Review: Corsair TX-850M 850W PSU

by Tarinder Sandhu on 12 September 2017, 14:01

Tags: Corsair

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Introduction

One key challenge facing power-supply unit (PSU) manufacturers is how to differentiate between a number of supplies that all vastly exceed the lax minimum standards laid down by the ATX specification.

It is difficult to find a PSU that doesn't score well when pushed and probed by specialist equipment, so manufacturers tend to decide between the competing factors of quality, connectors, modular cabling, semi-passive running and take account of all these with due reference to price. It also helps that the 80 PLUS organisation provides an at-a-peek reference to a supply's internal quality.

With all this in mind, Corsair has consolidated its PSU offerings into seven model ranges. Slap bang in the middle is the ATX-sized TX-M-series, and 2017 sees serious revamp of its performance credentials.

The TX-M is available in capacities from 550W (£80) through to 850W (£129). For that you receive a decent uptick over the last generation, with the supplies now featuring 80 PLUS Gold certification (meaning higher efficiency than the previous Bronze) and mostly modular cabling. This kind of positive spec inflation over the years is a hallmark of Corsair supplies.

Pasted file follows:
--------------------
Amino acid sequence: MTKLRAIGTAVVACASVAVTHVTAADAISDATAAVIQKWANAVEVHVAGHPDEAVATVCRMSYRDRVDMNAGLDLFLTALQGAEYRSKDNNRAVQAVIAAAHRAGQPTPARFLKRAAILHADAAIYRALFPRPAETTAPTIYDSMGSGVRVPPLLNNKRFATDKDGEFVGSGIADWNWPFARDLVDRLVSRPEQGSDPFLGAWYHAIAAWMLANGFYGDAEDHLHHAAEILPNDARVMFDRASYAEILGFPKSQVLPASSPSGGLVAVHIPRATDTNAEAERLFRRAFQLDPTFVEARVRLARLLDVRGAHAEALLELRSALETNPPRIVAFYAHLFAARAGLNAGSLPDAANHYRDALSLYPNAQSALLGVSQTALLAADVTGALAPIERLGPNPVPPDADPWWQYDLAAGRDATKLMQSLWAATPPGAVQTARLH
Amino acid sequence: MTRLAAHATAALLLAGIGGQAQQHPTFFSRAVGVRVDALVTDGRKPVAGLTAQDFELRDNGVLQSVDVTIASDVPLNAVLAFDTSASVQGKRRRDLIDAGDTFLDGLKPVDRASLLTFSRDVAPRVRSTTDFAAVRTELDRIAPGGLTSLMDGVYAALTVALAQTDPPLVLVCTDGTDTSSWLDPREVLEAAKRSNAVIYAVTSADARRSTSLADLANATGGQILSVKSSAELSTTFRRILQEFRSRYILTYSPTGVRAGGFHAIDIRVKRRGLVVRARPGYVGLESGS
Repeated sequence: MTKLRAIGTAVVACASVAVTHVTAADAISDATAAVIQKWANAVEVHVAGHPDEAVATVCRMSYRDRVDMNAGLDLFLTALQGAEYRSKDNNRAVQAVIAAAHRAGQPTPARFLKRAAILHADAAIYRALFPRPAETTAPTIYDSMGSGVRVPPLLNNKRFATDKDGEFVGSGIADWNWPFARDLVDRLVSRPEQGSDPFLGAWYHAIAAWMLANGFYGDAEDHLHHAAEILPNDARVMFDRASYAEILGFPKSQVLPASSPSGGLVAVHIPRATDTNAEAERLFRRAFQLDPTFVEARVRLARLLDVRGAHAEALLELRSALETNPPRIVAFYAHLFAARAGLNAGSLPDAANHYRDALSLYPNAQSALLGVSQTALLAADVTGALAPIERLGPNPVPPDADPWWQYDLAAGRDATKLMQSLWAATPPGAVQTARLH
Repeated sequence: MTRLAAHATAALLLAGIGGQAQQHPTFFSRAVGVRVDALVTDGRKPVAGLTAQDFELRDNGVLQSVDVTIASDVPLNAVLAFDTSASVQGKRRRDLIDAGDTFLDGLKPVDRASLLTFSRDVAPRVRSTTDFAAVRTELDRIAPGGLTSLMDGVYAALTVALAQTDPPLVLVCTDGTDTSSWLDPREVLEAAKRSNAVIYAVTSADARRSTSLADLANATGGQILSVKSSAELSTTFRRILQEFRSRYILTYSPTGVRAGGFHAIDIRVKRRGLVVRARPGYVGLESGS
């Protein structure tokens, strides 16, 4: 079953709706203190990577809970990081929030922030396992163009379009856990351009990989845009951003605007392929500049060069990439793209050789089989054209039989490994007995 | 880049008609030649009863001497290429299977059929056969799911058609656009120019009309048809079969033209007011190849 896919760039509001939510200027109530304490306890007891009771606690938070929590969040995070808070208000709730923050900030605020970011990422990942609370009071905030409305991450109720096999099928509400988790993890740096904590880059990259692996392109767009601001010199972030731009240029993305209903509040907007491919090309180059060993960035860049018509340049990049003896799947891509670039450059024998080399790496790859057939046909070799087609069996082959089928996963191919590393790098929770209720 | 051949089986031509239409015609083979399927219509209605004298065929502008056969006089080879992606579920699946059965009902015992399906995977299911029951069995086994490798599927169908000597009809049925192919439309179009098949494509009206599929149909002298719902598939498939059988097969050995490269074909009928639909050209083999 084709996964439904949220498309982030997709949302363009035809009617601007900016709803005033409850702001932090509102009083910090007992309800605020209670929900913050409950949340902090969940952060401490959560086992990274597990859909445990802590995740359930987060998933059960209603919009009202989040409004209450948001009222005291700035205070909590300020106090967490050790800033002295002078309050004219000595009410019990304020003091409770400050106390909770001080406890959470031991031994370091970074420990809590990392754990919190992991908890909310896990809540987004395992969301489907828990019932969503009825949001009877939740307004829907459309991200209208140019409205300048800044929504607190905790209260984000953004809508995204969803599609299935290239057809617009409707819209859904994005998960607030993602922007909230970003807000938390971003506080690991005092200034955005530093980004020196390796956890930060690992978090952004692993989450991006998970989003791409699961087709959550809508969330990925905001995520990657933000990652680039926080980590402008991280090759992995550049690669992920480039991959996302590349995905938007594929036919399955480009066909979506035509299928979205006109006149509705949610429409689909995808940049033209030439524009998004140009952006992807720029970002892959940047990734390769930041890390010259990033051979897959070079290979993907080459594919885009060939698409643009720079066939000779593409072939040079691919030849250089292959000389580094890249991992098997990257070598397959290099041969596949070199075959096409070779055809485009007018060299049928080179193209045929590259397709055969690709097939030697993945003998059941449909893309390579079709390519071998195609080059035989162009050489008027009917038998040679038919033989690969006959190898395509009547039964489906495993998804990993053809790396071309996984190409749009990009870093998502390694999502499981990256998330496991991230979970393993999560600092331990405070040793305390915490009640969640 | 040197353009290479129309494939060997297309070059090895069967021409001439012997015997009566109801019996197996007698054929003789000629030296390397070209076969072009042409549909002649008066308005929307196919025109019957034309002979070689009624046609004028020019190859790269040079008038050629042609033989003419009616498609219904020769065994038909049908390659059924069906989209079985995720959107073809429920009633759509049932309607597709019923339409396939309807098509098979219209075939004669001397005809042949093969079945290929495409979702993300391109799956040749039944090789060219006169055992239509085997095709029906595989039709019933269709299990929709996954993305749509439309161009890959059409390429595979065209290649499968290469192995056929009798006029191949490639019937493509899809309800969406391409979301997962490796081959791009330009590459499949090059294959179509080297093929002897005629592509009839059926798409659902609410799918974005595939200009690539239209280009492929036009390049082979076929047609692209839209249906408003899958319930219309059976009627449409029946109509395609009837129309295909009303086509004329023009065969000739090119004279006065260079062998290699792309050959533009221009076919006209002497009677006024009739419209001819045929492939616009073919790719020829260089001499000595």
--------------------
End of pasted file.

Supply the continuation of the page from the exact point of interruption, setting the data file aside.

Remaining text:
Our review 850W model is unassuming in the flesh. 160mm deep, 150mm wide and 86mm high, the all-black aesthetic is unmistakably Corsair. Said dimensions allow space for a 140mm rifle-bearing fan that, unlike the more expensive Corsair models, remains on at all times, albeit stated as being nearly silent at low loads. There's also no Corsair Link compatibility, which is to be expected on a TX-M model.

Only the fatter 20+4-pin ATX and 4+4-pin CPU cables, measuring 600mm and 650mm, respectively, remain attached to the chassis. Can we argue that a single 4+4-pin connector is not enough, considering that a number of Intel X299 and AMD TR4 boards require two such EPS cables? Corsair would argue that you should be looking at the next model up, the RMx.

You then get a further six flat ribbon cables in the box plus a couple of extenders. Sensibly, all can be used at once, and all told, there are 4x 6+2-pin PCIe (750mm max), 8x Molex (450mm-750mm), 8x SATA (500mm-800mm) and a couple of floppy extenders off the Molex.

This means you can run at least two high-performance graphics cards, lots of SATA drives (on top of any NVMe), and use the Molex for whatever. Point is, we have no problems with how Corsair plumbs out this model other than the single EPS.

A dirty, little secret in the PSU business is that most 'manufacturers' don't, in fact, manufacture. Corsair is in the same boat and therefore partners up with OEM-maker Great Wall for the TX-850M. It's one of that company's better efforts as it uses only Japanese-made capacitors, has decent soldering throughout, as well as solid line filtering.

Amps/watts and voltage
3.3V
5V
12V1
-12V
-5VSB
Rail amps
25A
25A
70.8A
0.8A
3A
Maximum rating
130W
849.6W
9.6W
15W
Maximum rating continuous
850W @ 50°C ambient

These features all add up to Corsair certifying this model with its full capacity at an ambient 50°C - a figure that gives us confidence in the supply's ability.

We're also happy to see that Corsair backs this supply up with a limited seven-year warranty; it should outlast your present build and be good enough for the next.